3. Industrial Application:
The invention must be useful and have some form of practical application. It should be capable of being made or used, or achieving a concrete end result in any industry.

A little background on the company

Now that we have some basic ideas of what is patent and what is patentable, let’s go back to the Vuestar scenario. A little search on ACRA will reveal that it is a private limited company registered in the year 2006, formerly known as Blue Steel Dragon Pte. Ltd. Its managing director is Paul Smith, while the patent “inventor” is Ronald Neville Langford. Don’t quite sound Singaporean? Right, from what I know of, Ronald is an Australian. In fact, the patent in question is first filed in Australia in 2001.

The patent in question

The patent which Vuestar Technologies claimed to be infringed, is titled “Method of locating web-pages by utilising visual images” (Patent publication no. 95940).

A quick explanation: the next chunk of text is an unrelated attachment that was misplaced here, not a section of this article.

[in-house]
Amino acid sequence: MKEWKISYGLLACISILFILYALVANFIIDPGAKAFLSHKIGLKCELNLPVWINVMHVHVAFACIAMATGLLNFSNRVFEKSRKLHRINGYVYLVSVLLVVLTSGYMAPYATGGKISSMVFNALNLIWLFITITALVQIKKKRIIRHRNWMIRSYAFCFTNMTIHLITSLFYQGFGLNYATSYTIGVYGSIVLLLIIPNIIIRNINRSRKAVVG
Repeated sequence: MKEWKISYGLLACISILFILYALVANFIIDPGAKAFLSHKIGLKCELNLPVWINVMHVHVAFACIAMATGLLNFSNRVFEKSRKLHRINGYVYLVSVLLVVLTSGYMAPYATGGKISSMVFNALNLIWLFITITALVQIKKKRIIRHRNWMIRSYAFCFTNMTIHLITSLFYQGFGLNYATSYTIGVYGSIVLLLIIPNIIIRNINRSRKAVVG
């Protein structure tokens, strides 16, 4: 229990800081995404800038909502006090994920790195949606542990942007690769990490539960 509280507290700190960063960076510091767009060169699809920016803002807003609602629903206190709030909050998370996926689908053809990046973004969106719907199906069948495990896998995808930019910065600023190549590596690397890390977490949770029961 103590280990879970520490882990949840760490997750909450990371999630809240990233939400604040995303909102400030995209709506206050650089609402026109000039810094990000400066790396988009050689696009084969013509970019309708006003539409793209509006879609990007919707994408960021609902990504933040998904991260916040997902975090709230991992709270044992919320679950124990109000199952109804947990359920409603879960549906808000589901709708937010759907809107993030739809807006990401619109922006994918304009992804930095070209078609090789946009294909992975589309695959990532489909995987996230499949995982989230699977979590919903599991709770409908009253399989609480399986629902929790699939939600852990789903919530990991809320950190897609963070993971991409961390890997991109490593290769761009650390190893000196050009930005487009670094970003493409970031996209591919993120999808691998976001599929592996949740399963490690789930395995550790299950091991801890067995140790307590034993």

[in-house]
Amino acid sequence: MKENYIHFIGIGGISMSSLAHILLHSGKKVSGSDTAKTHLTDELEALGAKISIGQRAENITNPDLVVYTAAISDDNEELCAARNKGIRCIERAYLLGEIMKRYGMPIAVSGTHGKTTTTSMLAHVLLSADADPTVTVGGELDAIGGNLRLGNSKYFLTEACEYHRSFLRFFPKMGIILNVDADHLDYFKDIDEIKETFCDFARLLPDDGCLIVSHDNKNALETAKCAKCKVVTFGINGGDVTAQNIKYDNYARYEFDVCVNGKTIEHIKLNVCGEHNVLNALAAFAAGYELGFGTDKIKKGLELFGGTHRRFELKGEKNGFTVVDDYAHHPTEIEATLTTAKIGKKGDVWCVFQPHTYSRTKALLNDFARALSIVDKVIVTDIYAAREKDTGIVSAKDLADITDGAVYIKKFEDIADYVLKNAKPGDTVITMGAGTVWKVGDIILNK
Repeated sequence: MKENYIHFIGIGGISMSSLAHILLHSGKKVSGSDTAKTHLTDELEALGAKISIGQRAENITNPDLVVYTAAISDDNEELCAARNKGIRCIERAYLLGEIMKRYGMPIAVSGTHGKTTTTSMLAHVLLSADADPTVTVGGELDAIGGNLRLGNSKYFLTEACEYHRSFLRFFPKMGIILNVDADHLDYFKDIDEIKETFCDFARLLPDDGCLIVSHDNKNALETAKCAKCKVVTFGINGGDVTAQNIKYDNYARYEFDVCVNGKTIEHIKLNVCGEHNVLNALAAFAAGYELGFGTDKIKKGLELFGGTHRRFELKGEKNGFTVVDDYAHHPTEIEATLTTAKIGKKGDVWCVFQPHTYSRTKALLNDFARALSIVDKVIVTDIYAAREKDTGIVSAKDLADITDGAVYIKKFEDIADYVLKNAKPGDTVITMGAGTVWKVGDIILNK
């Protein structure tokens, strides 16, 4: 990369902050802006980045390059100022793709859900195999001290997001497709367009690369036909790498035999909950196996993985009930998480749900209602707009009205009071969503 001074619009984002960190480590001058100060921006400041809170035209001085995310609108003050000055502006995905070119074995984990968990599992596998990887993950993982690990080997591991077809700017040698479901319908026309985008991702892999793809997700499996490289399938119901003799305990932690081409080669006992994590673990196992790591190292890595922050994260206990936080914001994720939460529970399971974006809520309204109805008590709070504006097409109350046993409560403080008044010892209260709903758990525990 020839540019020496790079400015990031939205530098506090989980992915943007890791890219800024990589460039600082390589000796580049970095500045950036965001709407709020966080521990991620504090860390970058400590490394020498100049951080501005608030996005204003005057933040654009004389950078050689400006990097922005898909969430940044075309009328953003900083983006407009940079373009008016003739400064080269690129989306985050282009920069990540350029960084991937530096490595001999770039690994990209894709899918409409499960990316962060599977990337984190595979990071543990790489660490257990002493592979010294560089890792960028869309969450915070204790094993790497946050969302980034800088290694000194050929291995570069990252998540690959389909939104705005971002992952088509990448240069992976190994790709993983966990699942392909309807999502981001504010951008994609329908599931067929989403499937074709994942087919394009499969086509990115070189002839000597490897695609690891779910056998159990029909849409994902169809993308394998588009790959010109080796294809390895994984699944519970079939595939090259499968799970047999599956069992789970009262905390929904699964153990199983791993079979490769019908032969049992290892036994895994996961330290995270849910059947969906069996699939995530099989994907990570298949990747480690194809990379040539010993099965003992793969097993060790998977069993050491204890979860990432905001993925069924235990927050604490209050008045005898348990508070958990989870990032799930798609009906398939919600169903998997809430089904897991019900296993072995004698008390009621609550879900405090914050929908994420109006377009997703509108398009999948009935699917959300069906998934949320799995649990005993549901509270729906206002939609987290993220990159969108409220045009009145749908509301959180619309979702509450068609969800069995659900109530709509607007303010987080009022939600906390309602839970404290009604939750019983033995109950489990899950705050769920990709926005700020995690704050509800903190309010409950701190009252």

From the 29-pages full specification of the patent, the patent is basically talking about:

An improved method of locating web-pages and/or web-sites, as described in the following steps:
1. User submitting a search request to a server-side application via a terminal.
2. The server-side application searching a database in accordance with the submitted search request.
3. Identified database entries being transmitted to the terminal as a search results list, each entry containing a hyperlink to a web-page and visual content related to the web-page.
4. The user is able to view the visual content without being required to activate the hyperlink to obtain the visual content.
5. Contact information (telephone, fax, email, etc) for an organization is also provided as a component of an entry of the search results list.